He would have had 4161 career hits in 2000 Coors. He only "had" 49 and 43 his last two years, but he may have wanted to come back for a couple more years after his .384 2001 season.

With that .398 career average, he still would have only been 10th on the career OPS list, behind Manny and ahead of McGwire.
   131. spycake Posted: June 16, 2014 at 04:11 PM (#4727627)
I won't harp on it, but it would be nice to see chewing tobacco banned in baseball dugouts and clubhouses. If it helps just one guy kick the habit or avoid it altogether, I think it's worth it. And not that Gwynn's legacy needs it, but if he was the reason, it would be yet another reason to be a fan.

And I also endorse the Gwynn is awesome refrain. Would have loved to see him play into his mid- to late-40's like Rickey or Franco -- I am absolutely sure he would have kept cranking out .320 seasons one way or another.
   132. Gamingboy Posted: June 16, 2014 at 04:20 PM (#4727640)
The greatest hitter since Ted Williams. God damnit. #### Cancer.
   133. Barry`s_Lazy_Boy Posted: June 16, 2014 at 04:30 PM (#4727646)
RIP Tony.

I was a big fan in the 80s.

Great hitter, and from the stories, just as swell a person.

   134. SandyRiver Posted: June 16, 2014 at 04:34 PM (#4727652)
Only three long-career players whose MLB time began after the 1920s finished with BA .330+: Williams, Gwynn, Musial. Nice company.


Yes, but so is caffeine. They both exist to protect the plants from bugs. Bu, they're not really harmful to humans.


Nitpick: From my applicator license days, I recall the LD-50 (the dose at which at least 50% of test animals - usually rats - died) was about 200 parts per million - the ratio of chemical to body weight. For comparison, aspirin is about 1,500, and glyphosate (main active ingredient in Roundup) about 5,000. Though one would probably need to smoke about 1,000 cigs as fast as possible to approach that LD-50 level - the addicting power was the issue.
   135. AROM Posted: June 16, 2014 at 04:36 PM (#4727658)
RIP Tony.

His cancer probably would have made this impossible, but otherwise I would have believed that even at his age and weight, he could still have grabbed a bat anytime and pinch hit .300. Though you'd certainly have to run for him and keep him out of the field, like Rusty Staub for the 1980's Mets.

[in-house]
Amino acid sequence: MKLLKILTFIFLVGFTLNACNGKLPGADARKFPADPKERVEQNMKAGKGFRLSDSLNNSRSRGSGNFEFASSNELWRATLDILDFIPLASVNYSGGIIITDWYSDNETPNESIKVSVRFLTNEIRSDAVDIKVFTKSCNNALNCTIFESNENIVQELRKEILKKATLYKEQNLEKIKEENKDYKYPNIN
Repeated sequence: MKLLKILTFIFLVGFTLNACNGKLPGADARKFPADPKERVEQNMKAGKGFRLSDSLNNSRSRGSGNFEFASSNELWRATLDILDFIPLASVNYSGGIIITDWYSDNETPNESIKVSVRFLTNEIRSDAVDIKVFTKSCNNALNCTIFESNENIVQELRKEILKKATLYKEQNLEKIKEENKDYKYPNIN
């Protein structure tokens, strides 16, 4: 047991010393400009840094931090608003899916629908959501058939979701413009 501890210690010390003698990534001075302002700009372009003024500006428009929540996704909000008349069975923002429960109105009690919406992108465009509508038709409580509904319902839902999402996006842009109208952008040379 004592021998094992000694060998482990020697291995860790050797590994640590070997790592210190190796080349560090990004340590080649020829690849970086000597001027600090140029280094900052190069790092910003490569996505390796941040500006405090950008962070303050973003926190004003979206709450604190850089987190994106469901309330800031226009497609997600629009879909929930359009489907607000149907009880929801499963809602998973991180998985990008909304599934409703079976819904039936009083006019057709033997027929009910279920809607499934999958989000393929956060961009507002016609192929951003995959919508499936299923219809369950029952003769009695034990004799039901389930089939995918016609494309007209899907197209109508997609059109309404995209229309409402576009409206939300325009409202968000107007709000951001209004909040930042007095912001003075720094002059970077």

136. Ray (RDP) Posted: June 16, 2014 at 04:38 PM (#4727661)
His cancer probably would have made this impossible, but otherwise I would have believed that even at his age and weight, he could still have grabbed a bat anytime and pinch hit .300. Though you'd certainly have to run for him and keep him out of the field, like Rusty Staub for the 1980's Mets.


Not a chance with the weight he was pulling over the past decade.
   137. A big pile of nonsense (gef the talking mongoose) Posted: June 16, 2014 at 04:47 PM (#4727665)
I won't harp on it, but it would be nice to see chewing tobacco banned in baseball dugouts and clubhouses.


I seem to recall that this has been done in the minors. Maybe I'm thinking of something else.
   138. Tulo's Fishy Mullet (mrams) Posted: June 16, 2014 at 04:54 PM (#4727672)
Gwynn's '87 Topps Card is of note, since it features the back of his head.
   139. salvomania Posted: June 16, 2014 at 05:02 PM (#4727681)
I don't think I ever realized that Gwynn drove in 119 runs one year, in 1997.

That was the year he led the NL in singles while slugging .547 and finishing in the top 10 in extra-base hits.

EDIT: At age 37!
   140. Gonfalon Bubble Posted: June 16, 2014 at 05:02 PM (#4727682)
Tony replied, "Nah, Rickey, you should play today - I want you to play today."
So Rickey played, and hit a blooper to right that fell in for his 3000th hit.


Making that game just the second time in MLB history that two teammates in a lineup each had 3,000 career hits.
   141. Perry Posted: June 16, 2014 at 05:05 PM (#4727684)
But cancer of the salivary gland and mouth is pretty clearly due to chaw


Most likely, although that's what got Roger Ebert too, and he never touched tobacco.
   142. Ben V-L Posted: June 16, 2014 at 05:35 PM (#4727709)
In some article I read, I think a Street & Smiths preview for the 1985 season, Gwynn was identified as an underpaid player and asked what he thought about it. He answered "that sounds better than being considered overpaid."